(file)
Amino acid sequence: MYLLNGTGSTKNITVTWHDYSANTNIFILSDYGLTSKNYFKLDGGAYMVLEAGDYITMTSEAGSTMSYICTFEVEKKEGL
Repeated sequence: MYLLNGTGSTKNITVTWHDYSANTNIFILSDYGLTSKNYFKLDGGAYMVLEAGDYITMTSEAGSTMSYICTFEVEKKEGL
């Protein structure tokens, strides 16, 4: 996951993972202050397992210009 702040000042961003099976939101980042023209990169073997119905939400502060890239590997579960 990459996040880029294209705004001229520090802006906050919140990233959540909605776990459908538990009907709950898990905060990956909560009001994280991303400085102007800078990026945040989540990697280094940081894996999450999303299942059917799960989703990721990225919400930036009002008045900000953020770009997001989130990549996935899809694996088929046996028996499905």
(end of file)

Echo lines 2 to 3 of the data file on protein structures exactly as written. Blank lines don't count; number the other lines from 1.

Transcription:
Repeated sequence: MYLLNGTGSTKNITVTWHDYSANTNIFILSDYGLTSKNYFKLDGGAYMVLEAGDYITMTSEAGSTMSYICTFEVEKKEGL
């Protein structure tokens, strides 16, 4: 996951993972202050397992210009 702040000042961003099976939101980042023209990169073997119905939400502060890239590997579960 990459996040880029294209705004001229520090802006906050919140990233959540909605776990459908538990009907709950898990905060990956909560009001994280991303400085102007800078990026945040989540990697280094940081894996999450999303299942059917799960989703990721990225919400930036009002008045900000953020770009997001989130990549996935899809694996088929046996028996499905």